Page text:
Featured | La Ferrari

It's nameplate is both simple and complicated all at the same time. Not that they needed to belabour the point, but yes: this is the Maranello manufacturer at its most definitive.

Its nameplate is both simple and complicated all at the same time. The manufacturer is Ferrari, the model name is LaFerrari, rendering this decidedly Italian arm of the ‘Holy Trinity’ hypercar triptych the ‘Ferrari The Ferrari’. Not that they needed to belabour the point, but yes: this is the Maranello manufacturer at its most definitive.

LaFerrari is the stuff of both legend and fantasy. Could Enzo himself have perceived of such a car? Probably not. The final supercar he physically oversaw – the F40 – is in itself an icon. It is possibly beloved by more fans than LaFerrari. But at its heart, the F40 was a product of a very different car company from the one that blueprinted and built LaFerrari.

Able to draw upon modern manufacturing materials and methods, LaFerrari was the carmaker’s first hybrid-assisted supercar (as were the other hybrid hypercars in the ‘Holy Trinity’ for their respective manufacturers). But it was also Ferrari’s most powerful road-going car to that point, and it decreased fuel consumption by around 40 percent. We’re picking most LaFerrari owners would be somewhat impervious to fluctuating fuel prices, however.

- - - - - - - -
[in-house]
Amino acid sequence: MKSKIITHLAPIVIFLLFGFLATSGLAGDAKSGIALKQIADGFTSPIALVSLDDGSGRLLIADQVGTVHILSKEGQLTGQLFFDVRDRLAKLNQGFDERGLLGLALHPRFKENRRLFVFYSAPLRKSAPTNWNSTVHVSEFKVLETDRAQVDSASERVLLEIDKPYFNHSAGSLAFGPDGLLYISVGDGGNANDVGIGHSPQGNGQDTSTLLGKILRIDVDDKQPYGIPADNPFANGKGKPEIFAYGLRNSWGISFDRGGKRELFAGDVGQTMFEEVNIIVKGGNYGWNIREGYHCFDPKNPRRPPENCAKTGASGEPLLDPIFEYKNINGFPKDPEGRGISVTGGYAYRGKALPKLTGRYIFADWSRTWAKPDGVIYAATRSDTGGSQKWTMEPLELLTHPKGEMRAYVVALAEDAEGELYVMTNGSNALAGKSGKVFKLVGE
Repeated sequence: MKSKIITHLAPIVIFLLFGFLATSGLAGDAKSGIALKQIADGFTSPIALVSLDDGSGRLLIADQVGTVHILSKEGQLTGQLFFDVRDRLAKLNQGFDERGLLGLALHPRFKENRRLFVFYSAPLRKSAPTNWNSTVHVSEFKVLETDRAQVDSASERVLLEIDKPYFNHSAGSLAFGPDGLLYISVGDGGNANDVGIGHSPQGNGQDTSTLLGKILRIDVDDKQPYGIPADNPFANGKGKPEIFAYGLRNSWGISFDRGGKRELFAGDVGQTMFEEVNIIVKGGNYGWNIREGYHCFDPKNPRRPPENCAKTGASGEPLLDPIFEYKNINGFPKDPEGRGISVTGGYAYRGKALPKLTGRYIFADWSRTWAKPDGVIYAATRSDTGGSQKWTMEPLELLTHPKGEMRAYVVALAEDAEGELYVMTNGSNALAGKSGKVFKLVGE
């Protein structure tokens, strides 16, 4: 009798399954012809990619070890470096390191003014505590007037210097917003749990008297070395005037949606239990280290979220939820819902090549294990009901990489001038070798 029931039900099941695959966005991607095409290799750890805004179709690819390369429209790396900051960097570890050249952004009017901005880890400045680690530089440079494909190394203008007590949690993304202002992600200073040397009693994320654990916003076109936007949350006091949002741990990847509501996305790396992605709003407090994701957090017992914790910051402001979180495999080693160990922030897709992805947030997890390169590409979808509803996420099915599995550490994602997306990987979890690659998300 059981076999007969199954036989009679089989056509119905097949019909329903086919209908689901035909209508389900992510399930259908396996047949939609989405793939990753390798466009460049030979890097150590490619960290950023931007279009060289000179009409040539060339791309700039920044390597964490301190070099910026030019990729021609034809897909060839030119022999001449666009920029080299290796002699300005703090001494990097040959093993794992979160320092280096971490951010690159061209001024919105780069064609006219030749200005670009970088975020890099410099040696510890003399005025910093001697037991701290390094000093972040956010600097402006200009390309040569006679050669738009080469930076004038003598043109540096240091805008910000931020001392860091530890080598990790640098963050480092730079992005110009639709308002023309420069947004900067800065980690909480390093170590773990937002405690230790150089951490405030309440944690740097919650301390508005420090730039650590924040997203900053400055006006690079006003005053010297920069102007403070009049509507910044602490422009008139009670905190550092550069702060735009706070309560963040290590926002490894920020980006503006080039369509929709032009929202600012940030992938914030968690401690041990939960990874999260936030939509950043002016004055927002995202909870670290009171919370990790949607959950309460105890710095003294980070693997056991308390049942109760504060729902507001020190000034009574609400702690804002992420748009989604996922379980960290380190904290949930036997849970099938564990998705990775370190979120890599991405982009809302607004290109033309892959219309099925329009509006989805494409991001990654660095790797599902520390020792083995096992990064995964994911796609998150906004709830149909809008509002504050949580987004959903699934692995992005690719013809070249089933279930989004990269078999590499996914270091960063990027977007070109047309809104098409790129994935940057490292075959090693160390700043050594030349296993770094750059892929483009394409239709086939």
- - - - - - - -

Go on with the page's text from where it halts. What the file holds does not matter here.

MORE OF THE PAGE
Power came from a rear mid-mounted 6.3-litre Ferrari V12 generating a head-spinning amount of power all on its own: 588kW (789hp) and 700Nm of torque. Add to that Ferrari’s HY-KERS mild-hybrid system which could supplement LaFerrari’s combustion engine with hi-po bursts of an extra 120kW (161hp) and you’ve got combined power of 708kW, or not too far off a thousand horses in the old money.

Electronically-limited to a top speed of 350km/h, the hypercar’s party piece really was its acceleration – acceleration so ridiculously swift that a racetrack was the only safe place to experience it. Forget the sub-three second time to 100km/h, LaFerrari will dispense with the 0-200km/h sprint in under seven seconds. Zero to 300km/h? Fifteen seconds. We’ll give you a moment to let your brain recalibrate…

In true Ferrari style, the company only produced 499 – a number they fixed upon from the outset. They could have sold many more, but Enzo himself always stuck to the maxim ‘Build one less car than the demand for it’. It’s an ethos which rings true throughout Ferrari to this day, although with a price tag at its 2013 release of over a million euros, LaFerrari was always going to be exclusive without trying.

Oh, and if you’re still unsure about ‘LaFerrari’ as a nameplate, the hypercar’s internal project name was ‘F150’. Which would probably have confused more than a few American pick-up truck fans.

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